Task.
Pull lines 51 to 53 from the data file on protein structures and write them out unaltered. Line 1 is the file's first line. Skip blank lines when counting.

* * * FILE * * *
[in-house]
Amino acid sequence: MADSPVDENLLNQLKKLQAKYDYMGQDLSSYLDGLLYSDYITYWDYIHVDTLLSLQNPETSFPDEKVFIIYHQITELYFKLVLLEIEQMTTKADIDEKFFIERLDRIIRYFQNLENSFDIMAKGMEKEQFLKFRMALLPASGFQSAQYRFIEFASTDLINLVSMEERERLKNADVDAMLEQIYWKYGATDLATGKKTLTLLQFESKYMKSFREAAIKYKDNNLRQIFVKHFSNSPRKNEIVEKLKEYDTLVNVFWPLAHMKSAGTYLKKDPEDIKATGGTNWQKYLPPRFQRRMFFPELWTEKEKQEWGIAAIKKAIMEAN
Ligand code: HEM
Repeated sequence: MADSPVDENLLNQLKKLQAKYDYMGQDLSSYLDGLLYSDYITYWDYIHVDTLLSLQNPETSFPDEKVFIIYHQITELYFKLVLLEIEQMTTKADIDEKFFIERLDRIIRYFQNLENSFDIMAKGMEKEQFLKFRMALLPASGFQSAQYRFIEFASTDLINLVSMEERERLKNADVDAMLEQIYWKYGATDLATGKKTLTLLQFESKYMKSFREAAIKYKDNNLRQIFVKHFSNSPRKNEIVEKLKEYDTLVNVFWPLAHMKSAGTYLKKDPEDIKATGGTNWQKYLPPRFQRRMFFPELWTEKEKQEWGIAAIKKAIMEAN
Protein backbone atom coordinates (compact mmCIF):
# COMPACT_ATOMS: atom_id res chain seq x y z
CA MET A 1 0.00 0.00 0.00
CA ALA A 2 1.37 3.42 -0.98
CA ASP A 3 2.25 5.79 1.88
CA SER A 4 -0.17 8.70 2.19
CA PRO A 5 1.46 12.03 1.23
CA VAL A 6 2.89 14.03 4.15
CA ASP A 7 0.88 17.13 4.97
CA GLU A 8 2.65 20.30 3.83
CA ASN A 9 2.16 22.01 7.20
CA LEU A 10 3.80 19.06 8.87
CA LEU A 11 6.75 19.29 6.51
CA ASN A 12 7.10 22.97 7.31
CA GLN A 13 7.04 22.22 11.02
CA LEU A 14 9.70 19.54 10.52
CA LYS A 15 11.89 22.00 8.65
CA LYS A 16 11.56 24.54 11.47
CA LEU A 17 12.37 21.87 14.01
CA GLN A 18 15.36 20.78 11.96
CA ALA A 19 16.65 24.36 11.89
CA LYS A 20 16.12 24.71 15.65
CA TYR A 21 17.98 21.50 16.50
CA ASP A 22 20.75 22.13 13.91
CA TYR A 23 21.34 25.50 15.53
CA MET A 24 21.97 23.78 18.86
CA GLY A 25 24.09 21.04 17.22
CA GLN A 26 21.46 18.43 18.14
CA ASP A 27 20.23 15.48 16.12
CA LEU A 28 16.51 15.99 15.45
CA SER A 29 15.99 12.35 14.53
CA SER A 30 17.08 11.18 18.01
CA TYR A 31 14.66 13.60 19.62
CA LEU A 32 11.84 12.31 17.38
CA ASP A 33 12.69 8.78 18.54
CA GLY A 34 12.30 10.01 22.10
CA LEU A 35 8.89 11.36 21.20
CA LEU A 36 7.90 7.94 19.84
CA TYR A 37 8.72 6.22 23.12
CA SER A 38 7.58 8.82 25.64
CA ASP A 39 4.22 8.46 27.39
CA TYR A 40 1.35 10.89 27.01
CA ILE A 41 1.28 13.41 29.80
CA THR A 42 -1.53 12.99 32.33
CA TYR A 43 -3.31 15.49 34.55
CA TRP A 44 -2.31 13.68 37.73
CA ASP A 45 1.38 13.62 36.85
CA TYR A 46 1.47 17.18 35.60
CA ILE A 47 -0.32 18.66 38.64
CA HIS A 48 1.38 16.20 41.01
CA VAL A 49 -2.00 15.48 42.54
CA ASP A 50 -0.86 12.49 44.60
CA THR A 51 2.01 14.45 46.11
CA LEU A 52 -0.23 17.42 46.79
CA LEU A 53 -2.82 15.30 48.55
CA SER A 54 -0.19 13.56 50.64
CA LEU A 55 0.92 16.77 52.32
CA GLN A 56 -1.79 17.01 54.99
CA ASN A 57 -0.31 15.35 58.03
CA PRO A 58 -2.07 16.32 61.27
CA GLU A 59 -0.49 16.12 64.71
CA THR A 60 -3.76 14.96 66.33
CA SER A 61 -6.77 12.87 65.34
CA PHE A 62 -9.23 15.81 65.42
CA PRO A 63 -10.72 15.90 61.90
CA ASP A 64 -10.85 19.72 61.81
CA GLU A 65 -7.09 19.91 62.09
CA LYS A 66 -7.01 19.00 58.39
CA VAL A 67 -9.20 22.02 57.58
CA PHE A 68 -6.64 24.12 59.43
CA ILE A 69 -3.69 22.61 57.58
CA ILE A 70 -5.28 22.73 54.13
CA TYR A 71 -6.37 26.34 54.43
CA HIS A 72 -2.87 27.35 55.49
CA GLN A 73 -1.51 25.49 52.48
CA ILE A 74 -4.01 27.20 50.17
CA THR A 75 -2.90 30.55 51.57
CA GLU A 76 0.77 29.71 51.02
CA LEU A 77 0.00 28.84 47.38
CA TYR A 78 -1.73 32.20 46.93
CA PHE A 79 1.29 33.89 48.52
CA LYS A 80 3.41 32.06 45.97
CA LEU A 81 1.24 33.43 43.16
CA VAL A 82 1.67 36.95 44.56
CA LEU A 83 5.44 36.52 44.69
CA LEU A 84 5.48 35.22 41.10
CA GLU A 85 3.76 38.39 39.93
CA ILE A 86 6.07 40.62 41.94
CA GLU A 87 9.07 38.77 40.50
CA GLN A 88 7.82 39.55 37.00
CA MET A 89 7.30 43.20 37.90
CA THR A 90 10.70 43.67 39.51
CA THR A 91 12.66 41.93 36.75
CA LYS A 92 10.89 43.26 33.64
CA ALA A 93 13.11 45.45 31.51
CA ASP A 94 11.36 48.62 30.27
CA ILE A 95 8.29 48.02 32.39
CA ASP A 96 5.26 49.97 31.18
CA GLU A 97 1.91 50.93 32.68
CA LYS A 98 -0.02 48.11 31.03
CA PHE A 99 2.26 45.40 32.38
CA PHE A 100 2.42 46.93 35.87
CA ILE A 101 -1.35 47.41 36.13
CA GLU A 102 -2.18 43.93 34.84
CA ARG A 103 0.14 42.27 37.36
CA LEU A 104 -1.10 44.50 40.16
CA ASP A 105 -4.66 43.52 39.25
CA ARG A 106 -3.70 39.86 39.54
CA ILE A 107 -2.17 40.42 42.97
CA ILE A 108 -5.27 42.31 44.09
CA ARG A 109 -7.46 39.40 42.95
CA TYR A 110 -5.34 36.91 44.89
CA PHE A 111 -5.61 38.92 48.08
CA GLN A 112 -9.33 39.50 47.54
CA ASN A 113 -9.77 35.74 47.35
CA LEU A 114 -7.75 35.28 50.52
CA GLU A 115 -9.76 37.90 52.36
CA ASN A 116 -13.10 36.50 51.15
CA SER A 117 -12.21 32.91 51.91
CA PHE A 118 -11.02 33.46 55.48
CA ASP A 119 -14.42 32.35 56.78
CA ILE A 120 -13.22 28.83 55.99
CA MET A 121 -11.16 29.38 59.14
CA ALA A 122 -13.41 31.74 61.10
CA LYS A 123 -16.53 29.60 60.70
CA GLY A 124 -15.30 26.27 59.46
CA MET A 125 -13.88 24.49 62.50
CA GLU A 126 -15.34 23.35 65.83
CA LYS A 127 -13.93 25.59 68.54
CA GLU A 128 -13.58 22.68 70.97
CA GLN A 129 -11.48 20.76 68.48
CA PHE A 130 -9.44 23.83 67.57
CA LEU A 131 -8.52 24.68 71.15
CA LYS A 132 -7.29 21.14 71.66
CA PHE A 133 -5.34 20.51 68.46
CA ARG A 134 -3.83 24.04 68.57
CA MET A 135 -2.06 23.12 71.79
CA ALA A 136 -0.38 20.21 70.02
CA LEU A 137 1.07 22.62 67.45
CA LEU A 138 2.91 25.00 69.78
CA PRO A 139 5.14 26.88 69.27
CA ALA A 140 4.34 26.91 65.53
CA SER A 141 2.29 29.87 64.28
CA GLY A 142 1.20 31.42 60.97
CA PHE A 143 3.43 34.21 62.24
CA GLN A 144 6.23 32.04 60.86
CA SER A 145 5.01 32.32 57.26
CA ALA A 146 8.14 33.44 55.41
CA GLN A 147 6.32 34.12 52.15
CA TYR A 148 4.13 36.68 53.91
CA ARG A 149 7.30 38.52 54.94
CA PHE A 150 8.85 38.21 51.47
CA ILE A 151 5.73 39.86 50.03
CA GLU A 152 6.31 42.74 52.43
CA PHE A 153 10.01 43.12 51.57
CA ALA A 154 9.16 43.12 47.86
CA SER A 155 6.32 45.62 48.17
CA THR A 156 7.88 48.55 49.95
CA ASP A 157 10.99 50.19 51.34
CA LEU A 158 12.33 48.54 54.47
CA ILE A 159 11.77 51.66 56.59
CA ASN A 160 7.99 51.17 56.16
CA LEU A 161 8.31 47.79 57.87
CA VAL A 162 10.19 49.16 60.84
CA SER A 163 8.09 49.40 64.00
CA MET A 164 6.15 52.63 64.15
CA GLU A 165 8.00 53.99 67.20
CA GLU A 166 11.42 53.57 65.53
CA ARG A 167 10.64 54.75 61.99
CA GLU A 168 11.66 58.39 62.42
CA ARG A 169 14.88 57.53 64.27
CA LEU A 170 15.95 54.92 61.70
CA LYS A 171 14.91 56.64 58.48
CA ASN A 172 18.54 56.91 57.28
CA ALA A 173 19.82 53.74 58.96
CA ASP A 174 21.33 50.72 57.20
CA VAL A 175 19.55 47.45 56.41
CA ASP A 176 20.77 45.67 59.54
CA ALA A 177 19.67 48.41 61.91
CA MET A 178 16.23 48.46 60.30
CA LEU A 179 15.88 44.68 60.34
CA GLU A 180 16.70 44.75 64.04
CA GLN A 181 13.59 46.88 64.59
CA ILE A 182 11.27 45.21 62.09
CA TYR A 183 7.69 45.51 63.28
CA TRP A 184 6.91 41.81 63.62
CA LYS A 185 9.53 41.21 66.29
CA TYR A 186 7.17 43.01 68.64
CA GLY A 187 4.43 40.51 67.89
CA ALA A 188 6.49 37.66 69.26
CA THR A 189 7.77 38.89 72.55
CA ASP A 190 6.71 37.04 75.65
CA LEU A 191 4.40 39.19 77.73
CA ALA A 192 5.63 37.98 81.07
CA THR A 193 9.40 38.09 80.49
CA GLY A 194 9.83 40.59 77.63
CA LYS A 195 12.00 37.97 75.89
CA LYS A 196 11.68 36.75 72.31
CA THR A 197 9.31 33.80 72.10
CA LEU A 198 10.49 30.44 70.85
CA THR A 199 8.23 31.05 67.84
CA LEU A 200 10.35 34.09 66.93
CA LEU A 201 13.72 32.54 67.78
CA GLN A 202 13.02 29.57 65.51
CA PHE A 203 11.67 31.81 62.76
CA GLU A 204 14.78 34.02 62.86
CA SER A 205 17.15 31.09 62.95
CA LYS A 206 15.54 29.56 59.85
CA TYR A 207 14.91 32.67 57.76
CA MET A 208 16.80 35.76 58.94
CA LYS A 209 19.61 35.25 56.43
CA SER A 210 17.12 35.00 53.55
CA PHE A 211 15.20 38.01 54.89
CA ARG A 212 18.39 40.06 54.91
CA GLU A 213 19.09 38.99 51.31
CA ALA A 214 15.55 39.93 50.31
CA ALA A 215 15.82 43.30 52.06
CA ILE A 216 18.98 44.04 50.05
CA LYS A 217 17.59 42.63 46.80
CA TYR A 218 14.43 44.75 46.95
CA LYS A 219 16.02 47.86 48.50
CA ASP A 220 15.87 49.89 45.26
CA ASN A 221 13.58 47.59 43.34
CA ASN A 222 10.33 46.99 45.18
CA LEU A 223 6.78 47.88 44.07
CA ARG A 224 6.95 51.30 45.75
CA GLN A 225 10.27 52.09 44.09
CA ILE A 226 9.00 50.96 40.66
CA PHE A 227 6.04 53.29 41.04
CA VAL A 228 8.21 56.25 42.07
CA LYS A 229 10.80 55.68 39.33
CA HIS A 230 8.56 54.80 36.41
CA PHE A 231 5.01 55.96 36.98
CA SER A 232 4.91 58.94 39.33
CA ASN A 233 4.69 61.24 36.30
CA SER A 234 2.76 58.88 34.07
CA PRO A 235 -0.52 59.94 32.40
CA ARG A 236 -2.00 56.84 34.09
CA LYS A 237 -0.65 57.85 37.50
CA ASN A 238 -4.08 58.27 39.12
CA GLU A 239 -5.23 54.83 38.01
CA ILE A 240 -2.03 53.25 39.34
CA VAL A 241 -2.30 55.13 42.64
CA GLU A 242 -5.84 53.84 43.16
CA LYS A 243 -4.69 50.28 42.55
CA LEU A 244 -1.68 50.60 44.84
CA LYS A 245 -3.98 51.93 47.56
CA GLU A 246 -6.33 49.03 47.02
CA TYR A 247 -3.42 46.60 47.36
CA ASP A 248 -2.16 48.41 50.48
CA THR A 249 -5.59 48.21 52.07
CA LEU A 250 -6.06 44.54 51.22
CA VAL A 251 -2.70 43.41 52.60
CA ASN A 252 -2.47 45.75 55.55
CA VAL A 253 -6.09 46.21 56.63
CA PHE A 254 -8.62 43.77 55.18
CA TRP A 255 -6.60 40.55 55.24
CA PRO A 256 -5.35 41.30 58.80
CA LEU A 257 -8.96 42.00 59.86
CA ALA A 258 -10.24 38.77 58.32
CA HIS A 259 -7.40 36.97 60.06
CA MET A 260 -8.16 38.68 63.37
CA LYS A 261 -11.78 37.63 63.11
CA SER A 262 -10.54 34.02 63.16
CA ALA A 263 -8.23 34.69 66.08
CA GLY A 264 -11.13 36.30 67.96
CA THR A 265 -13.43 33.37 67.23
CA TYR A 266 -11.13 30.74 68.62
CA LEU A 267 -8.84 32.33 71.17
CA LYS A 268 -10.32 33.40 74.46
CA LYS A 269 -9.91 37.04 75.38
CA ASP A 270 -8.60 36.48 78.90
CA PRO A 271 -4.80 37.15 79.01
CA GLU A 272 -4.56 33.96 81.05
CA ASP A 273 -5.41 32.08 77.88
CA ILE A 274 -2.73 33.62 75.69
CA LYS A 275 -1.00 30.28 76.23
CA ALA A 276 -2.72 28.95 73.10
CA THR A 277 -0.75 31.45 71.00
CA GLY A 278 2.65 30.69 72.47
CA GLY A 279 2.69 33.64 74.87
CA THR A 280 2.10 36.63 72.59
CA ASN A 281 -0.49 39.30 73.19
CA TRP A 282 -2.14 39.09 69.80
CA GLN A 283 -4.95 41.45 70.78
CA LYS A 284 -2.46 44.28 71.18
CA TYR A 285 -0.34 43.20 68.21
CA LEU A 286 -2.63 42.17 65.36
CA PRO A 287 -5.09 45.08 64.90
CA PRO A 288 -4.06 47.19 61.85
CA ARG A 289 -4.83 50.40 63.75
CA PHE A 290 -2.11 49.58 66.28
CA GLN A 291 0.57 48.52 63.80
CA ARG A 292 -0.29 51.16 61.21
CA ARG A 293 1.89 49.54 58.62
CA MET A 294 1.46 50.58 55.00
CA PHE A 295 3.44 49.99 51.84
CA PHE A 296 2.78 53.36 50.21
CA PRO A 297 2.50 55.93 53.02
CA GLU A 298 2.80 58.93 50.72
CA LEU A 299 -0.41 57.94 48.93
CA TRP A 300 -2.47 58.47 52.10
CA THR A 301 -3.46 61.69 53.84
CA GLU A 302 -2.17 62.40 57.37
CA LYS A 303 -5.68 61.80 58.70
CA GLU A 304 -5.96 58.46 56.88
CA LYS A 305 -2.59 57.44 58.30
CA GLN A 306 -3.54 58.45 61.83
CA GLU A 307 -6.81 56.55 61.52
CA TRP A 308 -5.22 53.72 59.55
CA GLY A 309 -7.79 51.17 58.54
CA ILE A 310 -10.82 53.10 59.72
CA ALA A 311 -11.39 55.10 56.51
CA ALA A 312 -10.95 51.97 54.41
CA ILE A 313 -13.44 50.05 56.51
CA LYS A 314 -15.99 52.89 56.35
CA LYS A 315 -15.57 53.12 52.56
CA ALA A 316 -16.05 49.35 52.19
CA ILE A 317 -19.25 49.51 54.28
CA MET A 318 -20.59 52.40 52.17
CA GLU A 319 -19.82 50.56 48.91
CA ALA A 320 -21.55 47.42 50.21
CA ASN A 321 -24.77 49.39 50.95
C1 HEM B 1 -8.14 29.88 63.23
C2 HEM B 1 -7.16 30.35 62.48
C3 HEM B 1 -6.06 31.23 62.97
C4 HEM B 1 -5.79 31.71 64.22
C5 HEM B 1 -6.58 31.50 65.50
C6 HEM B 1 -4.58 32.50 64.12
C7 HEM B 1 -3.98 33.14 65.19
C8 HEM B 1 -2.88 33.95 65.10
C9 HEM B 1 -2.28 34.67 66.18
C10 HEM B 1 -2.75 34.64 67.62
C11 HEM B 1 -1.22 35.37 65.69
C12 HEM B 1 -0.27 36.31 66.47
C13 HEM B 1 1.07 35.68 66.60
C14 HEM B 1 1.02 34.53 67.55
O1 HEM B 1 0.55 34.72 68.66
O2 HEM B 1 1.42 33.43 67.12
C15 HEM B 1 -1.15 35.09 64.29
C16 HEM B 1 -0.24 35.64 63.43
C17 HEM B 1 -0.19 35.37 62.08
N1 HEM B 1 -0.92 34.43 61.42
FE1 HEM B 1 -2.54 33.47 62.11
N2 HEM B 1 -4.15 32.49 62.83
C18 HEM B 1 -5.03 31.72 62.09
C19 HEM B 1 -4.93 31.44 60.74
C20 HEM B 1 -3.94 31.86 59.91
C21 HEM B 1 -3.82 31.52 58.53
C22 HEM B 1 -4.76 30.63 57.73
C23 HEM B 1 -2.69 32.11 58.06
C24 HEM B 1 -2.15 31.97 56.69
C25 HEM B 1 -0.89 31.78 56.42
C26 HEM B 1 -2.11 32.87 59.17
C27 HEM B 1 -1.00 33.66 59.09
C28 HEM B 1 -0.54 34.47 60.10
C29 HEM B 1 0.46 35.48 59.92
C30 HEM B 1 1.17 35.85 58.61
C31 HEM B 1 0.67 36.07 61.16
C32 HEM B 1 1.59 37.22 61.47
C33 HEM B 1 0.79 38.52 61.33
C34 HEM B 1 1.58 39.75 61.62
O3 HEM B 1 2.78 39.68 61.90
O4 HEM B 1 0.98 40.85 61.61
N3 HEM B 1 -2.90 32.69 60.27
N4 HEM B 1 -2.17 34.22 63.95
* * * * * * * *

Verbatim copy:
CA ASP A 45 1.38 13.62 36.85
CA TYR A 46 1.47 17.18 35.60
CA ILE A 47 -0.32 18.66 38.64